Overcriminalization: Big Government & Criminal Justice

Excessive, confusing statutes cost money, wreck the lives of upstanding citizens, and discourage economic growth. 

 

Which of the following behaviors do you believe should result in federal criminal charges?

1. Diverting a backed-up sewage system
2. Abandoning a snowmobile in a life-threatening blizzard
3. Digging up arrowheads
4. Violating another country’s law by shipping lobsters in plastic instead of paper bags 

If you answered none of the above, you have better sense than Congress.  

 

The United States is drifting further and further away from the basic constitutional and legal principles of our criminal justice system. For much of our history, the duties associated with “crime-fighting” were clearly understood to be a responsibility of state and local governments.

Over the years, however, Congress has continued to encroach on state police powers by passing more and more federal criminal laws and regulations. In addition to the near 4,500 statutory federal crimes, there are estimated to be between 100,000–300,000 federal regulations that may carry criminal penalties. Many of these laws make every day innocent actions subject to criminal prosecution. This derails a fundamental principle in criminal law: actus non facit reum nisi mens sit rea—the act itself does not make one a criminal unless done with criminal intent.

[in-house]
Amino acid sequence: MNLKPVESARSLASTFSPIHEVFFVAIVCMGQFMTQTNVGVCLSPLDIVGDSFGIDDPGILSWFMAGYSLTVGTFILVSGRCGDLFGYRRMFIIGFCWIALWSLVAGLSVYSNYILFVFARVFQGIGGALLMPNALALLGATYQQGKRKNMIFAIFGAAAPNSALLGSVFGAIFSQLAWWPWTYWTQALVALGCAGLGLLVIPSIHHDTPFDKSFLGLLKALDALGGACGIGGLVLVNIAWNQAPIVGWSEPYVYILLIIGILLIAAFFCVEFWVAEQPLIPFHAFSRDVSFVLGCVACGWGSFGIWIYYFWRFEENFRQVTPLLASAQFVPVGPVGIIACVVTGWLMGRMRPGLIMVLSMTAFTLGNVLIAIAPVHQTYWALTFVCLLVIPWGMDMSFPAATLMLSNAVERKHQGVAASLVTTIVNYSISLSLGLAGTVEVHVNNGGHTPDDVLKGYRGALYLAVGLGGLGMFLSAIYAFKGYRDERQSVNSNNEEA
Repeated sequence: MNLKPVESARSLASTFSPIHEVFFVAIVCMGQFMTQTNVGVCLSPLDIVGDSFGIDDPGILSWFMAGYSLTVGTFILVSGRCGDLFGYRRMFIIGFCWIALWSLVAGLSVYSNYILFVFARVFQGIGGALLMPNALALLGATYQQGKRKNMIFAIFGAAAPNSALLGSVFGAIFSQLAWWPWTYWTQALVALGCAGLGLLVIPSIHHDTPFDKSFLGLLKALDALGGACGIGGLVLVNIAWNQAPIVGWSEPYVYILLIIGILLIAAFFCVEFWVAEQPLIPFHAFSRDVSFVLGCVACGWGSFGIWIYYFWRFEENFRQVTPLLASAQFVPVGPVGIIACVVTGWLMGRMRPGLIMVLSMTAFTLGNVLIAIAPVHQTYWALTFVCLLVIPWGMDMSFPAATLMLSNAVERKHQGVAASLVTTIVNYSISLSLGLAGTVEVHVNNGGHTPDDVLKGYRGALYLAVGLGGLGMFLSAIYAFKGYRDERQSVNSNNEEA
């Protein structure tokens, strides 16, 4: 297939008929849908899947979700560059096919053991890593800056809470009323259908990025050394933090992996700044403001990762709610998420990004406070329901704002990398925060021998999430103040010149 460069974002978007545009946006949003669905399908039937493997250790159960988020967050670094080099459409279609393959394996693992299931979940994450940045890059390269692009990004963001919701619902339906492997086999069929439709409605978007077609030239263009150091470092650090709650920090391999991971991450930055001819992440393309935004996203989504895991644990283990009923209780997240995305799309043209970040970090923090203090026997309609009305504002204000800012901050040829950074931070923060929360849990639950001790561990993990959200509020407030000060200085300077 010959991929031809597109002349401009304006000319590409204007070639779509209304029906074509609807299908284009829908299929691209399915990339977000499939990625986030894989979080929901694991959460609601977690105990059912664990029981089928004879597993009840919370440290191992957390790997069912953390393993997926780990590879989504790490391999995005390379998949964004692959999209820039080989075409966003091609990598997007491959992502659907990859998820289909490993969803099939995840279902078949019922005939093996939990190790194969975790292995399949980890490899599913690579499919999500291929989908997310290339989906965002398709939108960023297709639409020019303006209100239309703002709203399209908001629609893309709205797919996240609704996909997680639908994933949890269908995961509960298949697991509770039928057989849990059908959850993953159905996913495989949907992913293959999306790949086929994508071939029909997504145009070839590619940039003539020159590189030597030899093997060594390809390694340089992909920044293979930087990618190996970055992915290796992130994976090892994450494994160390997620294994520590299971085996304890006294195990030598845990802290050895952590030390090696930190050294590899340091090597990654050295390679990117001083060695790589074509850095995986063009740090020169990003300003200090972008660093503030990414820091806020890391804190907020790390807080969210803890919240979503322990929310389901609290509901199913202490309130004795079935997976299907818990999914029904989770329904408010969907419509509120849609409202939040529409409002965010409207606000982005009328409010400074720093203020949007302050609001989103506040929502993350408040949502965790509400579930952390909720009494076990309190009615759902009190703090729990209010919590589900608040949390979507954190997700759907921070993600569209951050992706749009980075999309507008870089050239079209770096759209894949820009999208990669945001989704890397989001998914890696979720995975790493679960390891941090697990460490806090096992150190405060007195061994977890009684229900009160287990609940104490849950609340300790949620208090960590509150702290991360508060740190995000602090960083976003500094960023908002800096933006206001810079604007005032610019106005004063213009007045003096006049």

This practice, called “overcriminalization,” is an attack on the foundational principles of justice and contrary to the fundamental principles of fairness.  If you’re outraged by this federal government overreach,
write your Congressmen and ask them what they are doing to prevent overcriminalization.

 

NEWS UPDATE - May 8, 2013

After years of blowing the whistle on overcriminalization, Justice Fellowship is pleased to report a great step forward from Washington!  Yesterday, the House Judiciary Committee approved the creation of a task force on overcriminalization. The House Judiciary Committee recognizes that it’s time to repair the decades of damage resulting from hastily creating new crimes.

The 10-member task force will be led by Subcommittee Chairman Jim Sensenbrenner (R-Wisc.) and Ranking Member Bobby Scott (D-Va.).  Justice Fellowship is looking forward to serving the task force as it tackles overcriminalization and proposes solutions in the coming months.  Stay tuned! 

 

Overcriminalized - A video by The Heritage Foundation

 

Resources

Alabama, Alaska, Arizona, Arkansas, California, Colorado, Connecticut, Delaware, Federal, Florida, Georgia, Hawaii, Idaho, Illinois, Indiana, Iowa, Kansas, Kentucky, Louisiana, Maine, Maryland, Massachusetts, Michigan, Minnesota, Mississippi, Missouri, Montana, Nebraska, Nevada, New Hampshire, New Jersey, New Mexico, New York, North Carolina, North Dakota, Ohio, Oklahoma, Oregon, Pennsylvania, Rhode Island, South Carolina, South Dakota, Tennessee, Texas, Utah, Vermont, Virginia, Washington, West Virginia, Wisconsin, Wyoming, Studies & Reports

Thursday, December 19, 2013
Bureau of Justice Statistics

Websites

The PEW Public Safety Performance Project
The Heritage Foundation

Studies & Reports

Wednesday, March 13, 2013
Justice Fellowship
Tuesday, June 25, 2013
The Heritage Foundation
Wednesday, June 12, 2013
The Heritage Foundation
Tuesday, January 1, 2008
The Pew Center on the States
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